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Thursday, June 16, 2022

A Week Ago I stopped Recycling. Now I Feel Like A Terrible Person

So far, this has been the summer of shingles. Four words that describe shingles? Painful, grumpy, isolated, and yes, electrifying, but not in the good way. When Senia Mae heard of my malady, she said, "but Mama, that's an old person's disease and you're not even fifty!" I know that comment was intended to make me feel better. It didn't. My shingles suddenly felt more painful, and I was more grumpy, which made me want to go hide in the closet so I could isolate myself from the stress of summer. Part of that stress? Our local recycling drop-off stopped recycling due to budget cuts. 
I want to believe I will go to all ends in order to save the earth and the wellbeing of its inhabitants. Most of the time I am successful at believing the story I am telling myself, but lately life has been crazy and painful. I choose to live in the country, so recycling pickup at my home is not an option. There is a county recycling center but it is twenty five minutes in the opposite direction of my daily travels. The Catholic martyr in my head, the one who always talks down to me is saying, good people will make the effort anyway. Catholic martyr, I see you and I hear you.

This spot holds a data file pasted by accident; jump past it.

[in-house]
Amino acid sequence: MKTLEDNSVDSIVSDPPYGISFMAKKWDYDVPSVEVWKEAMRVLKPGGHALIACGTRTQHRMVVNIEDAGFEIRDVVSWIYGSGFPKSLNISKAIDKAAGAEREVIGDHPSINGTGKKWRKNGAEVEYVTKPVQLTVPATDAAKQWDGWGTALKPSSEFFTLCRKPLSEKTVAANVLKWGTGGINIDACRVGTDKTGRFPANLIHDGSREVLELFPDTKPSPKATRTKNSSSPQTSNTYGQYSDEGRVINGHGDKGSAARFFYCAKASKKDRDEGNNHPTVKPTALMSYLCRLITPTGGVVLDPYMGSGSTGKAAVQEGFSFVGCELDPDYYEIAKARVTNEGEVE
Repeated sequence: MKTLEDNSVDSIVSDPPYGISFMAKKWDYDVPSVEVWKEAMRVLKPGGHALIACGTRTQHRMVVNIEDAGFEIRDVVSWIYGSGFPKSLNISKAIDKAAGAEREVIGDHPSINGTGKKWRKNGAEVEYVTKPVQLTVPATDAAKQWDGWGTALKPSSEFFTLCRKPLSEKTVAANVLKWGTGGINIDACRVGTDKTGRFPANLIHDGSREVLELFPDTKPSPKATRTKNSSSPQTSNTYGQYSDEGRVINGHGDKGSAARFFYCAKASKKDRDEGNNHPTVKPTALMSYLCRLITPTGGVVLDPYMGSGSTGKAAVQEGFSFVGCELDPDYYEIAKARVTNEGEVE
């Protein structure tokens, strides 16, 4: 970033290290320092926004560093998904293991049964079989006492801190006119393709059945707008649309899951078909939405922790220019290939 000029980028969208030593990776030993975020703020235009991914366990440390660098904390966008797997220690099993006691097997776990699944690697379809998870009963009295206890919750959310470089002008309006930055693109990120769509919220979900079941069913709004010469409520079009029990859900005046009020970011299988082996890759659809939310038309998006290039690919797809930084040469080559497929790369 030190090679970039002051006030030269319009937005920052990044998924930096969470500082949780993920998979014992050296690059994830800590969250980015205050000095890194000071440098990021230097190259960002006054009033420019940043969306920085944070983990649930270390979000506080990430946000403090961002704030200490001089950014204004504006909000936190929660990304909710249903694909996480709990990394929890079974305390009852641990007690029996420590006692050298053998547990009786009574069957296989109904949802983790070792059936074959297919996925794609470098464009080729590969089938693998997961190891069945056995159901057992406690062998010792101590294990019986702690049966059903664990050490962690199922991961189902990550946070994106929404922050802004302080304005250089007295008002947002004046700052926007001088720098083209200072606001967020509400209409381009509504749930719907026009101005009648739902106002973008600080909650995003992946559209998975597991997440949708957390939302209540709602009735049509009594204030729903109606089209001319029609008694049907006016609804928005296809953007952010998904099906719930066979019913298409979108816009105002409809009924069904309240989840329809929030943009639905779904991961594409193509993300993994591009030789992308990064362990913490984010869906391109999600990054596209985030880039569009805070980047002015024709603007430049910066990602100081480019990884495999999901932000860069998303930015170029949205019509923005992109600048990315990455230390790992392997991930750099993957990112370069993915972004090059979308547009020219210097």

The first day of non-recycling our garbage can filled up in what felt like five minutes. I peeked in the can only to witness a messy, hodgepodge of plastic Simply Lemonade containers and cardboard wrappers mixed with coffee grounds, banana peels, and every other discarded household item that was going to be dumped and forgotten in a landfill. The tightening in my jaw made the vein in my temple pulse in synch with my increased heartrate. My body can't lie just like Shakira's hips don't lie. I was lying to myself thinking I could just stop recycling without being overrun by guilt.

I remembered a 1970's television ad from my childhood in Massachusetts. An older Native American man, complete with the long braided ponytail and turquoise beaded headband, was casually walking through the woods. The camera zoomed in on his weathered, leathery skin, showing a solitary tear rolling down his wrinkled face as he speared trash with his wooden walking stick. He was crying because of thoughtless humans, specifically ones who litter. Now, I was the one making him cry. And what kind of person does that?

Going back into the garbage can, I pulled out the plastic covered in coffee grounds, rinsed it off, and set it aside in the blue recycle tote. That's enough for today. I made one step in the right direction. Then, passing through the store this morning, I spotted this. Maybe there's still hope after all!

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